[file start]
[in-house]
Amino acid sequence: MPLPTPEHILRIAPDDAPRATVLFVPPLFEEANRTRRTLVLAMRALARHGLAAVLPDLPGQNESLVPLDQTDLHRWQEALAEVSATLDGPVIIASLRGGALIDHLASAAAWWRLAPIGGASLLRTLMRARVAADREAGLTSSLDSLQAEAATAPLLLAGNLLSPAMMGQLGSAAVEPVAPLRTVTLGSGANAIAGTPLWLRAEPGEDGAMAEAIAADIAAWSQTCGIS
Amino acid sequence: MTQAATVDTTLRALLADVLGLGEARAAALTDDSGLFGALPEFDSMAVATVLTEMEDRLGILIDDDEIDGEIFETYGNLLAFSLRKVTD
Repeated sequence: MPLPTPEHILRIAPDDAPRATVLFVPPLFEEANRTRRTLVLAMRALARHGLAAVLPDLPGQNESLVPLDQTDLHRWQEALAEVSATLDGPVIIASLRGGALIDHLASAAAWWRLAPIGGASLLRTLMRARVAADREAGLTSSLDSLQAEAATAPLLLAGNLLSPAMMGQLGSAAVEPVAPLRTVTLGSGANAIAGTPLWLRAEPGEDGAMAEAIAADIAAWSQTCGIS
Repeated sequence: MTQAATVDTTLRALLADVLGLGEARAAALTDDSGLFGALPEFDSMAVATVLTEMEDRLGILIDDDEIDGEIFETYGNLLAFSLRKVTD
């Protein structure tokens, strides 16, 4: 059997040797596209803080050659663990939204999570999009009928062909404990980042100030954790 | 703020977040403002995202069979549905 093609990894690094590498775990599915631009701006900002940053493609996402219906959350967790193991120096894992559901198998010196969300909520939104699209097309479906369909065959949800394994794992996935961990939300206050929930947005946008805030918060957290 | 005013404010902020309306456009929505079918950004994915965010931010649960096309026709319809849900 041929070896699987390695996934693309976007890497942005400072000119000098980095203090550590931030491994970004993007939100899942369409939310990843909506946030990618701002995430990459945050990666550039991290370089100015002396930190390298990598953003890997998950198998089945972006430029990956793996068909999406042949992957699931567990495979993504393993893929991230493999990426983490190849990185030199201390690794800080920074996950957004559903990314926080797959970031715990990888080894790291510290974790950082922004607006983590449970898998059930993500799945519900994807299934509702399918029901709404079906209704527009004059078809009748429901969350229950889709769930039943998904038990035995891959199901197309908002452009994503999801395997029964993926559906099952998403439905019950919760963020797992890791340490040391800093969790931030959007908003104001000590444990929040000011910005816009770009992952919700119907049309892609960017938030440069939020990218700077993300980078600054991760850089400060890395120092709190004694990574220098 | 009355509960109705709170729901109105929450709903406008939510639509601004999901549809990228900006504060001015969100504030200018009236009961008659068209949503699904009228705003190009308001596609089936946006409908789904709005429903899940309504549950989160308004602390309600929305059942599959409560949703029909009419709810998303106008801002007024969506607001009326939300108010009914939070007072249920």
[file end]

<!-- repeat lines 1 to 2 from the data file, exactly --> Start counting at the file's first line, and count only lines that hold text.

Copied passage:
[in-house]
Amino acid sequence: MPLPTPEHILRIAPDDAPRATVLFVPPLFEEANRTRRTLVLAMRALARHGLAAVLPDLPGQNESLVPLDQTDLHRWQEALAEVSATLDGPVIIASLRGGALIDHLASAAAWWRLAPIGGASLLRTLMRARVAADREAGLTSSLDSLQAEAATAPLLLAGNLLSPAMMGQLGSAAVEPVAPLRTVTLGSGANAIAGTPLWLRAEPGEDGAMAEAIAADIAAWSQTCGIS